Biological Invasions (2014) 16, 499-512
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Model invasions and the development of national concerns over invasive introduced trees: insights from South African history
Biological Invasions 16 (3), 499-512
Abstract: This article examines how invasions within a discrete geographic, cultural, and ecological context disproportionately shaped awareness of invasions in other places. Such "model invasions" have been valuable for catalyzing national and international interest in biological invasion since the 1980s. Specifically, this article traces how scientific and public perspectives of invasive introduced trees evolved in South Africa during the twentieth century. It argues that concerns about the impact of invasive introduced trees first developed in the Mediterranean-climate region of the southwestern Cape Province during the 1940s and 1950s before emerging elsewhere in South Africa during the 1970s and early 1980s. Though there has been a nation-wide convergence in scientific and public views of invasive trees since the 1980s, there are still stark geographic and cultural knowledge divergences that hinder the effectiveness of contemporary invasive tree management efforts. This study suggests that geographical knowledge imbalances between regions should not be overlooked when historicizing or planning environmental management schemes at national scales.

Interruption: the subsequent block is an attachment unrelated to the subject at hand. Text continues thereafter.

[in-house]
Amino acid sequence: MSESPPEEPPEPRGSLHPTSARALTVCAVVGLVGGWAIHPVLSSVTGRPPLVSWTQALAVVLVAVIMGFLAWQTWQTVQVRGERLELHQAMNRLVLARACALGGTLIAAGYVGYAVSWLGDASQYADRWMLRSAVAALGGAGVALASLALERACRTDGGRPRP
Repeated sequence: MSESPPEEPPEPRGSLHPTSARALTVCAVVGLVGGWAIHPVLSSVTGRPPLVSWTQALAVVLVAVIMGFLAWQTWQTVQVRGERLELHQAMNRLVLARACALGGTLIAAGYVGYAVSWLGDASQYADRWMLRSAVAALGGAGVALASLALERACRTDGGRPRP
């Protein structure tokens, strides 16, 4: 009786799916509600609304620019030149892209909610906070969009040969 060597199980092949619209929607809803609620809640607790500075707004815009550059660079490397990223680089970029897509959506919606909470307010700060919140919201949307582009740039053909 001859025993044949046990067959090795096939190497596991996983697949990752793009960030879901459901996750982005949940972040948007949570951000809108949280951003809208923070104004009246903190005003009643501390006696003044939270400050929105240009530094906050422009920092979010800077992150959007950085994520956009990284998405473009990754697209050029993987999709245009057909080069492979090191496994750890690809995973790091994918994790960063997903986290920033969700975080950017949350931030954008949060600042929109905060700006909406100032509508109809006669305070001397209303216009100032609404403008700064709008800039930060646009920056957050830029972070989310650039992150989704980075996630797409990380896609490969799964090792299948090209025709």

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Research topic(s) for pests/diseases/weeds:
Pest and/or beneficial records:
|Acacia (weeds)||South Africa|